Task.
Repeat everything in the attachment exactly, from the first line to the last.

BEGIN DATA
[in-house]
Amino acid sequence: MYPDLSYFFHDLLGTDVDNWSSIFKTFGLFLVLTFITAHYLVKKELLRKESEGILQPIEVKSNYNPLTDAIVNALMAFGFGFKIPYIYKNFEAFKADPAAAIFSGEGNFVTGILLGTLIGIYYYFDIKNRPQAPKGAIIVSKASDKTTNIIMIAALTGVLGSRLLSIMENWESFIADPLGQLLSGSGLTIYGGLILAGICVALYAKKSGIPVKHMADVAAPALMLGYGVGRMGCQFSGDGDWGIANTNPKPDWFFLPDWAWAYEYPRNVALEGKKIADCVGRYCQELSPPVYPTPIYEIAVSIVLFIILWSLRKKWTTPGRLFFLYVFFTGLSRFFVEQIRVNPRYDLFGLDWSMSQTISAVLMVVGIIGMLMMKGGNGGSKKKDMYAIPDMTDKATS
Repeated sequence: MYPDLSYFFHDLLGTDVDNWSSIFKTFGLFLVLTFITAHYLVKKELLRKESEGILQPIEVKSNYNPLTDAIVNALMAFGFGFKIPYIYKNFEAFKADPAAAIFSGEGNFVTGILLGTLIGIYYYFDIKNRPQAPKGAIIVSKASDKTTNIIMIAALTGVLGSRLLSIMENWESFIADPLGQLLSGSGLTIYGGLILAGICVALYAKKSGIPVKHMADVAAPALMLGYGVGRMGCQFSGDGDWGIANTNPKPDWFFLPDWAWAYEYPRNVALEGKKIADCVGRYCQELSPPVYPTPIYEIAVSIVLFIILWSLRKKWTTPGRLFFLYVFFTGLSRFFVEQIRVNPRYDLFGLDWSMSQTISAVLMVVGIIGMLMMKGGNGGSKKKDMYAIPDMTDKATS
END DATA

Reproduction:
[in-house]
Amino acid sequence: MYPDLSYFFHDLLGTDVDNWSSIFKTFGLFLVLTFITAHYLVKKELLRKESEGILQPIEVKSNYNPLTDAIVNALMAFGFGFKIPYIYKNFEAFKADPAAAIFSGEGNFVTGILLGTLIGIYYYFDIKNRPQAPKGAIIVSKASDKTTNIIMIAALTGVLGSRLLSIMENWESFIADPLGQLLSGSGLTIYGGLILAGICVALYAKKSGIPVKHMADVAAPALMLGYGVGRMGCQFSGDGDWGIANTNPKPDWFFLPDWAWAYEYPRNVALEGKKIADCVGRYCQELSPPVYPTPIYEIAVSIVLFIILWSLRKKWTTPGRLFFLYVFFTGLSRFFVEQIRVNPRYDLFGLDWSMSQTISAVLMVVGIIGMLMMKGGNGGSKKKDMYAIPDMTDKATS
Repeated sequence: MYPDLSYFFHDLLGTDVDNWSSIFKTFGLFLVLTFITAHYLVKKELLRKESEGILQPIEVKSNYNPLTDAIVNALMAFGFGFKIPYIYKNFEAFKADPAAAIFSGEGNFVTGILLGTLIGIYYYFDIKNRPQAPKGAIIVSKASDKTTNIIMIAALTGVLGSRLLSIMENWESFIADPLGQLLSGSGLTIYGGLILAGICVALYAKKSGIPVKHMADVAAPALMLGYGVGRMGCQFSGDGDWGIANTNPKPDWFFLPDWAWAYEYPRNVALEGKKIADCVGRYCQELSPPVYPTPIYEIAVSIVLFIILWSLRKKWTTPGRLFFLYVFFTGLSRFFVEQIRVNPRYDLFGLDWSMSQTISAVLMVVGIIGMLMMKGGNGGSKKKDMYAIPDMTDKATS